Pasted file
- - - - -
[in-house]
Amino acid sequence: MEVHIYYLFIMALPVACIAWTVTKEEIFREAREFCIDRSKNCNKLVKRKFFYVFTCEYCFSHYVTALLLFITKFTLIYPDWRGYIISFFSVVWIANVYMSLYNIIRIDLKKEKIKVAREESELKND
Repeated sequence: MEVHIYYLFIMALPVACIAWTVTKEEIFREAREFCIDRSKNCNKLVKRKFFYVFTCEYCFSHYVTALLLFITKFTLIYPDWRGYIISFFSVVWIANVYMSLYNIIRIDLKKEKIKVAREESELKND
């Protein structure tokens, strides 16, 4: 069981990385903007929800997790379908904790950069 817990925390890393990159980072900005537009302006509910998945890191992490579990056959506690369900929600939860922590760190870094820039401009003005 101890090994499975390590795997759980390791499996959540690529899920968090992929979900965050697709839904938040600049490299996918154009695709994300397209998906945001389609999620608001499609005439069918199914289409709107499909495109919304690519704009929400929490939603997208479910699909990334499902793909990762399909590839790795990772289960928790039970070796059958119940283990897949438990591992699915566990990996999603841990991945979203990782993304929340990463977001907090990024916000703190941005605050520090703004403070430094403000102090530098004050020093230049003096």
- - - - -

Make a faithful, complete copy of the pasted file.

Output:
[in-house]
Amino acid sequence: MEVHIYYLFIMALPVACIAWTVTKEEIFREAREFCIDRSKNCNKLVKRKFFYVFTCEYCFSHYVTALLLFITKFTLIYPDWRGYIISFFSVVWIANVYMSLYNIIRIDLKKEKIKVAREESELKND
Repeated sequence: MEVHIYYLFIMALPVACIAWTVTKEEIFREAREFCIDRSKNCNKLVKRKFFYVFTCEYCFSHYVTALLLFITKFTLIYPDWRGYIISFFSVVWIANVYMSLYNIIRIDLKKEKIKVAREESELKND
């Protein structure tokens, strides 16, 4: 069981990385903007929800997790379908904790950069 817990925390890393990159980072900005537009302006509910998945890191992490579990056959506690369900929600939860922590760190870094820039401009003005 101890090994499975390590795997759980390791499996959540690529899920968090992929979900965050697709839904938040600049490299996918154009695709994300397209998906945001389609999620608001499609005439069918199914289409709107499909495109919304690519704009929400929490939603997208479910699909990334499902793909990762399909590839790795990772289960928790039970070796059958119940283990897949438990591992699915566990990996999603841990991945979203990782993304929340990463977001907090990024916000703190941005605050520090703004403070430094403000102090530098004050020093230049003096």